Monday, 6 January 2014

Twelve Awesome Memories from 2013

I was reluctant to do any sort of '2013 summary' this year, for a number of reasons. Mainly because it really has been an incredible year, and I wanted to avoid any gloaty account of the past 12 months as, let's face it, that's how these things can appear, especially after a relatively long silence here on my blog. But I've been doing lots of reflecting, as is typical in this part of the new year, and also looking over a few photos, of which there are relatively few. Some of the best moments of 2013 couldn't have been photographed even if I'd thought to take my camera along with me, and over time I know the memories will fade, leaving only massive moments and filtering all the tiny details. Words are swimming around in my head, and I want to capture the words to match the memories, before they disappear beyond concrete recollection.

It goes without saying that 2013 wasn't all good - I broke my toe on my wedding day, for a start, and even before then there was a sickly marathon and a few wedding-induced 'fiascos' that I'd rather leave aside. I don't need to write about the toe, and I certainly don't need to post any photos of it (though I do have some!), so let's focus on the positives, eh?

So, here are my twelve* awesome bits from 2013, in chronological order:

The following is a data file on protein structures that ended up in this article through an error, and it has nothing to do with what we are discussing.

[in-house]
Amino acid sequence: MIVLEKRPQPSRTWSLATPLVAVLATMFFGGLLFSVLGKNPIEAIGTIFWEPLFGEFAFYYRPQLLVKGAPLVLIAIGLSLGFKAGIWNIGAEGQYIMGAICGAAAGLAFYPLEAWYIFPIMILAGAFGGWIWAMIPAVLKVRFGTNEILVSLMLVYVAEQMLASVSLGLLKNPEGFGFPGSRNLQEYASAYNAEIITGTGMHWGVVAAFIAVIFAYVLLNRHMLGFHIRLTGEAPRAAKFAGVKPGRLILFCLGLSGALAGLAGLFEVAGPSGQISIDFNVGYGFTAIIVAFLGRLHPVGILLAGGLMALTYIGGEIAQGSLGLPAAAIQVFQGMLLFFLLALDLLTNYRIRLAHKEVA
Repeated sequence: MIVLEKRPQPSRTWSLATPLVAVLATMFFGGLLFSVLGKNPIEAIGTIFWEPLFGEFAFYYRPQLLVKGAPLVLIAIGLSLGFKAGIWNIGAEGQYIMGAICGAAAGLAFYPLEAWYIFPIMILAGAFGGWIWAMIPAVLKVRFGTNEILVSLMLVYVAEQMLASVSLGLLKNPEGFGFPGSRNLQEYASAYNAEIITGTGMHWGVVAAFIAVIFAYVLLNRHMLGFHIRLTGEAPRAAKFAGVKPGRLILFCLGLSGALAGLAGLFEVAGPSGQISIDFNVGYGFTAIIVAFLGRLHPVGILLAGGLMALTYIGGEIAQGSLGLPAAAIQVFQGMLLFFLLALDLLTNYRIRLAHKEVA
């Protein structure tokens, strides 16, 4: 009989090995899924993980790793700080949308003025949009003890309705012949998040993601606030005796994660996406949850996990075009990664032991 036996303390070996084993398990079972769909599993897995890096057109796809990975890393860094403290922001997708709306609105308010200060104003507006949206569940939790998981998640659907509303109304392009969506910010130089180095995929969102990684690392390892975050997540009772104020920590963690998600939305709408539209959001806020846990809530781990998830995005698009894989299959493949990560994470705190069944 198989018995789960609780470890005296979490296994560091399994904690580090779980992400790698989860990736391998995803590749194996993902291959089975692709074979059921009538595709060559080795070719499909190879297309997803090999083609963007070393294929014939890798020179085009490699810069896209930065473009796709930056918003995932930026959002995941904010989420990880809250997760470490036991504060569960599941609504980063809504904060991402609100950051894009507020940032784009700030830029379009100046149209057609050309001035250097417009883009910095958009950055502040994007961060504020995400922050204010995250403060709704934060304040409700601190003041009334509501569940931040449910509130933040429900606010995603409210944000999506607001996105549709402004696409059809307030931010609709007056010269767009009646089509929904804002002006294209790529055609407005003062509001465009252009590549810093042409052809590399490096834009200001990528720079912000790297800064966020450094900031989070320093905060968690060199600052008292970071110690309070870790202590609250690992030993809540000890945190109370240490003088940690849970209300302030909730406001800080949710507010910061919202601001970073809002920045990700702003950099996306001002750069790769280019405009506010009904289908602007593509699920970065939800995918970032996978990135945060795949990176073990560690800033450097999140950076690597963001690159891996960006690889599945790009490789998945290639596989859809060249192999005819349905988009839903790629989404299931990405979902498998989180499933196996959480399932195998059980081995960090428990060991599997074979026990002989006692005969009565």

1. Falling over in the mud on the Cartmel Lakeland Trail
Mud is probably one of my favourite things ever, and a muddy trail race is, in my opinion, probably the only decent thing to do with  a freezing but bright Saturday morning. Cartmel was a Christmas present from my Dad - he'd signed me up for the faster race, and I was soon left behind by all the other wiry fell-runners. At first I was annoyed at myself for being too slow, but then I turned a corner and Morcambe Bay and an expanse of water stretching out to Scotland appeared before me, and I was on top of the world. I wasn't concentrating and I fell - whoooosh - through the mud, which provided a soft landing and covered me right down my right side. The fall forced me to chill out and enjoy the rest of the race, which was just amazing, and I would happily have done it all again once I got to the finish.

2. Coffee in the snow
We spent Easter weekend in Stockholm, just before I moved out there for a month to run an experiment. Scandinavia was still thick with snow, and we enjoyed an absolutely glorious few days wandering around the city and taking in its art galleries, cinnamon buns and waterside footpaths. We stopped off at the lovely Rosendals Trädgård for a coffee after a long morning walk through the city, and as the indoor seating was all taken, we decided to sit outside. The terrace was still covered in snow, but still we sat with a good few other hardy Swedes and watched the world go by with a cup of delicious Swedish coffee.

3. My first participant